Stockbridge Selectmen suspend Michaels Restaurant's liquor license for up to 50 days


STOCKBRIDGE — The Select Board has slapped a liquor-license suspension of up to 50 days on Michaels Restaurant owner Michael G. Abdalla Jr. in connection with a fatal drunken-driving crash just over one year ago.

During a nearly two-hour public hearing on Wednesday afternoon, the board voted in favor of a three-phase suspension, which allows the restaurant on Elm Street to remain open but prevents it from serving alcohol.

For serving alcohol to a minor — Matthew Moriarty of Great Barrington, 20, who drank at Michaels prior to the April 4, 2015, accident in Great Barrington that left him severely injured, the Selectmen voted 3-0 in favor of a 10-day suspension.

For serving to an intoxicated patron, Kyle Bailey, 22, of Stockbridge, the driver who smashed his SUV into a utility pole about 17 minutes after leaving the restaurant, the vote was 2-1 for an additional 10-day suspension, with Selectman Ernest "Chuckie" Cardillo opposed. The crash took the life of passenger Garrett J. Norton, 21, of Housatonic.

For misleading and lying to a Great Barrington police officer during the investigation, Abdalla was hit with an additional 30-day suspension by a 3-0 vote, along with a required unannounced, periodic inspection of the surveillance cameras in his establishment by the local police department.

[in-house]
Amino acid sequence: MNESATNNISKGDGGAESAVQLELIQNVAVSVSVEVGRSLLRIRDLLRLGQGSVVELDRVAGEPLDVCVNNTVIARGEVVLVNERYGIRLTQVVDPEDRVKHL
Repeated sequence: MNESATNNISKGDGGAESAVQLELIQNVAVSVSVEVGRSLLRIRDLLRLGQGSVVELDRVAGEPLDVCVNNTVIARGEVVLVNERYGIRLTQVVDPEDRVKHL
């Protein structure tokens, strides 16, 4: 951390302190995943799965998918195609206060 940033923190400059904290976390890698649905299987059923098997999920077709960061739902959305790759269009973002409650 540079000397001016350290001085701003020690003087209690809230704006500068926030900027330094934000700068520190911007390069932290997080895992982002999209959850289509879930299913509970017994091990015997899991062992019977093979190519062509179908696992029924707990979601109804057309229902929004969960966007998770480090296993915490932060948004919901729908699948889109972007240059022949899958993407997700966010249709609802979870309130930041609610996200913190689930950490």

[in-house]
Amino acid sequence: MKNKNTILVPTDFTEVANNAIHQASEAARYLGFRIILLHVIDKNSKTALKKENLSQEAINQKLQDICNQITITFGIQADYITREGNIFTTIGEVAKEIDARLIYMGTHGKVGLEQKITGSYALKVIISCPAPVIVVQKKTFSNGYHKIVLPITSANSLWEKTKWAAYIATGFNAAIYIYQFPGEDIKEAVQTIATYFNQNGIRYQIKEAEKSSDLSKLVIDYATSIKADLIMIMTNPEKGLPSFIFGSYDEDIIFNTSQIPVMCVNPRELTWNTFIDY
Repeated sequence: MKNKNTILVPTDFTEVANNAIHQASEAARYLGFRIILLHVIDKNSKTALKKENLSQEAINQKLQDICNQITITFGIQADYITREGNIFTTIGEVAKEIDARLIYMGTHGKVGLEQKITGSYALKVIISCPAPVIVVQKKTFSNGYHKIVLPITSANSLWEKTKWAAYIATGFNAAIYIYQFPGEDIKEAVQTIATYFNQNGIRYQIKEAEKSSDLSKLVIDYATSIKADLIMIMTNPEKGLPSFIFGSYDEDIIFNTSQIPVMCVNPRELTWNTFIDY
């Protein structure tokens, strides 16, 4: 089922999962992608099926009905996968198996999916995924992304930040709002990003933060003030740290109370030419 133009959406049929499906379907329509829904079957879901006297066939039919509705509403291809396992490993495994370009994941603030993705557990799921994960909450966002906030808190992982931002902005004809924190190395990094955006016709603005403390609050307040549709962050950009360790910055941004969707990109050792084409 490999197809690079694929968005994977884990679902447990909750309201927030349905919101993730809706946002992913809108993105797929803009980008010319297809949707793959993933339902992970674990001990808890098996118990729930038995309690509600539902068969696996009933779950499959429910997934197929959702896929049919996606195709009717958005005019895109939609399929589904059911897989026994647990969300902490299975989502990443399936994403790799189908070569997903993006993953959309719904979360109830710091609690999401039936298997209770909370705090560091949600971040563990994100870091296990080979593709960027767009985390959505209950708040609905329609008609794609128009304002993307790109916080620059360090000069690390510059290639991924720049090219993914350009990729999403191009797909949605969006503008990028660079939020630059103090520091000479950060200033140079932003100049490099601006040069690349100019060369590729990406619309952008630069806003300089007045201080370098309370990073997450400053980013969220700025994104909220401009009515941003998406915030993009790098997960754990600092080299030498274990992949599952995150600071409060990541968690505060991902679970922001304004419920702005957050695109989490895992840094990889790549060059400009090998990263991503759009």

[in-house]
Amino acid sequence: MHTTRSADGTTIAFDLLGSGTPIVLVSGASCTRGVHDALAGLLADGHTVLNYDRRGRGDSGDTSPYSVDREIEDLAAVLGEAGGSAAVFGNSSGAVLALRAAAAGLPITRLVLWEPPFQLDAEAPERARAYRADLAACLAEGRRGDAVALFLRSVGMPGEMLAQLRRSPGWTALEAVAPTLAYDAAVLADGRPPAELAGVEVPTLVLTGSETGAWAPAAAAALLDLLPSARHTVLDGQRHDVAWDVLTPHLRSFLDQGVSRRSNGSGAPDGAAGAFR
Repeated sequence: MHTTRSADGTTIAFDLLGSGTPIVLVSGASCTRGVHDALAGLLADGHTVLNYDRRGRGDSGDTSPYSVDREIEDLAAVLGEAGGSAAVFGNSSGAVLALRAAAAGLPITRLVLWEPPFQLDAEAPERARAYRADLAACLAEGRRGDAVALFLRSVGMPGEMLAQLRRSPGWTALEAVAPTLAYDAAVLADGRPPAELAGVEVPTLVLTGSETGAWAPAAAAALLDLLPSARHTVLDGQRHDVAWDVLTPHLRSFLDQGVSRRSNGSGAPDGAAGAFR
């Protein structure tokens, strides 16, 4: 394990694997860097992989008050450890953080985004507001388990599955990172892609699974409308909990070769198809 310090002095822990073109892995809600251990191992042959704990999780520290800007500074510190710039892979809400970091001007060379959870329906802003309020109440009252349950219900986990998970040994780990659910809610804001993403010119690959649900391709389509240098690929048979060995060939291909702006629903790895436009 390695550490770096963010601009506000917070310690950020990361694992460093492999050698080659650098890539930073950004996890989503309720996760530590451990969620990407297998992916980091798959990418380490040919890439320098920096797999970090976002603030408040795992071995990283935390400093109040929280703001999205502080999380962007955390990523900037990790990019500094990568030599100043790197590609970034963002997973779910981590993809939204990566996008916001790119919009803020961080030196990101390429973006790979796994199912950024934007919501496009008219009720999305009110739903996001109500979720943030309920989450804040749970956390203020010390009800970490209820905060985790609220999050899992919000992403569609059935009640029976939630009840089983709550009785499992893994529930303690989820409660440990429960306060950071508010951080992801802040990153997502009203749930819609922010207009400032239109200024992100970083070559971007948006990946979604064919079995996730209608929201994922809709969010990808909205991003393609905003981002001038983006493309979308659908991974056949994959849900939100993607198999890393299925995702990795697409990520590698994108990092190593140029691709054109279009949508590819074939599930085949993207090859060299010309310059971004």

Selectman Stephen Shatz said that Abdalla "made an attempt to destroy surveillance tapes and to impede the police investigation, for which he has pleaded guilty." Board Chairman Charles Gillett agreed that the restaurant owner had tried to "cover up, destroy, change evidence, and that's hugely problematic."

The first 10-day suspension would start no later than this Friday after the board's written decision is served on Abdalla, said Town Counsel J. Raymond Miyares. The second 10-day suspension would follow.

However, the third suspension, 30 days, would not take effect for two months if Abdalla's attorney, Jeffrey Scrimo of Lenox, files an appeal with the state Alcoholic Beverages Control Commission. Generally, the ABCC acts within a couple of weeks on such appeals, Miyares said. But the filing does not delay the two, 10-day penalties ahead of a hearing, he pointed out.